Nigeria can make the difference if we sustain the new direction which the President Muhammadu Buhari’s Administration is carefully planning for Nigeria to follow.  On its own part, the Federal Ministry of Science and Technology will help sharpen this new focus and strengthen the achievement of the goals which this new direction seeks to accomplish.

First, Nigeria as a nation must work hard to feed her citizens. Science and technology play a vital role in the farming chain. It is only by employing science and technology in agriculture that any achievement recorded can be both competitive and sustaining. A nation that cannot feed her citizens is a country without self-esteem.  Technology is the instrument that will unlock the scourge of hunger to enable us feed ourselves in a sustainable manner and hence restore our self-confidence.  Technology will help us defeat poverty, create wealth, fight illiteracy, reduce human suffering, create jobs, produce our needs locally and improve our capacity for export trade, thereby strengthening both our economy and our currency, the Naira, through increased export earnings.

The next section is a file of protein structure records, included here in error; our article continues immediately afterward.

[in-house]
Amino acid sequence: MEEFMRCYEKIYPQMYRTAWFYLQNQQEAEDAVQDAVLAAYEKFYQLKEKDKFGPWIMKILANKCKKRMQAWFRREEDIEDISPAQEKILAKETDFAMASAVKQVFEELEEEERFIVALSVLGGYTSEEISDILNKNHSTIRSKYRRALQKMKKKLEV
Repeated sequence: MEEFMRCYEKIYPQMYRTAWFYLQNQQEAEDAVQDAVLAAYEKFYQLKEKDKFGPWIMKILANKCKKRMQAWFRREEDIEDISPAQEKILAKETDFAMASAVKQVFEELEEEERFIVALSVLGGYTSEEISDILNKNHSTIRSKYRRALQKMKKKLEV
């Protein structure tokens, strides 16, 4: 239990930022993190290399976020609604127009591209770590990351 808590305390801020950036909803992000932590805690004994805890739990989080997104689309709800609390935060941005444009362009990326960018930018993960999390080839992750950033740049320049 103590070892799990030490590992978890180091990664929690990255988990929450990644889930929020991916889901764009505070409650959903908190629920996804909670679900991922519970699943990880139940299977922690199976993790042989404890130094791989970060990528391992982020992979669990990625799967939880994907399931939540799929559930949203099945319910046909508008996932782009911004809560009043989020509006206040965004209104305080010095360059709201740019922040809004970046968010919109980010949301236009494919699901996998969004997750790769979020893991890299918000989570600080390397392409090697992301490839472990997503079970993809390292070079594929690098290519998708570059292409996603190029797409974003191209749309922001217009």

Secondly, we need to discover, understand and venerate our past so that we can better appreciate the future. A people without a past cannot successfully plan for the future. We should employ the tools of technology to rediscover who we are and unravel our rich past to enable us know our true history and unlock the hidden achievements of yesterday to help us secure today for a better tomorrow. Self-discovery is very helpful in gaining self-confidence which is essential for creative work. Indeed, knowing the achievements of our ancestors and the richness of our past is the tonic we need to aim to surpass their achievements and be a leader in the world. In order to achieve this, we will encourage research in our universities such that they can become globally accepted centres of scholarship that can compete with the best centres of learning in other parts of the world. It is our intention that in the near future, we should be able to produce Nobel Laureates in medicine, physics and chemistry. The cooperation and collaboration between the Federal Ministry of Science and Technology and our Universities will grow stronger in the years to come. Many branches of our research institutes will in the future be located in or affiliated with universities. We are convinced that working closely with universities will be helpful in such a way that in the future, at least one university in Nigeria will one day be ranked as the best in Africa and one of the best ten (10) in the world.